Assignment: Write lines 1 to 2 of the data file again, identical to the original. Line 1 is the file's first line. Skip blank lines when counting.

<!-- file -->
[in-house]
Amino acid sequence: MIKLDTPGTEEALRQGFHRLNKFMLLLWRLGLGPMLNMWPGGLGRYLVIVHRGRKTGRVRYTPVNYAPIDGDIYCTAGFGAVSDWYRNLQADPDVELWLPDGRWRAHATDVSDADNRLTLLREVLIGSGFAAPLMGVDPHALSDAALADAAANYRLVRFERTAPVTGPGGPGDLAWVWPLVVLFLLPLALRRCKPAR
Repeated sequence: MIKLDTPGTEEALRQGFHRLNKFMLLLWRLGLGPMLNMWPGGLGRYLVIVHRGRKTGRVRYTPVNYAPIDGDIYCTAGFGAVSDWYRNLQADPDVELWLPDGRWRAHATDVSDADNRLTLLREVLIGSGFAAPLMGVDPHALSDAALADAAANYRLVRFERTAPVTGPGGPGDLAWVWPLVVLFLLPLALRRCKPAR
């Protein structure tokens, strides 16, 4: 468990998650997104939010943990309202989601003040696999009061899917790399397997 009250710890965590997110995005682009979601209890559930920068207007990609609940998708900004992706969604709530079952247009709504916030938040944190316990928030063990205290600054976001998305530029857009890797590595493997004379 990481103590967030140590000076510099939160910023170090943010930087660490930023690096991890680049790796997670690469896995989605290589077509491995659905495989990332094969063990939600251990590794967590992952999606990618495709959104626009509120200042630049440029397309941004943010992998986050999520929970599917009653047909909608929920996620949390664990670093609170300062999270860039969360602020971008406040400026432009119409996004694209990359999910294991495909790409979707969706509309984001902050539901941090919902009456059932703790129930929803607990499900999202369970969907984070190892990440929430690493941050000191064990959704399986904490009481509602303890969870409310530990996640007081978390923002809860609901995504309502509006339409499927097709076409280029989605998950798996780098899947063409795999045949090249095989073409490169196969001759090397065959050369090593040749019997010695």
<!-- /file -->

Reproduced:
[in-house]
Amino acid sequence: MIKLDTPGTEEALRQGFHRLNKFMLLLWRLGLGPMLNMWPGGLGRYLVIVHRGRKTGRVRYTPVNYAPIDGDIYCTAGFGAVSDWYRNLQADPDVELWLPDGRWRAHATDVSDADNRLTLLREVLIGSGFAAPLMGVDPHALSDAALADAAANYRLVRFERTAPVTGPGGPGDLAWVWPLVVLFLLPLALRRCKPAR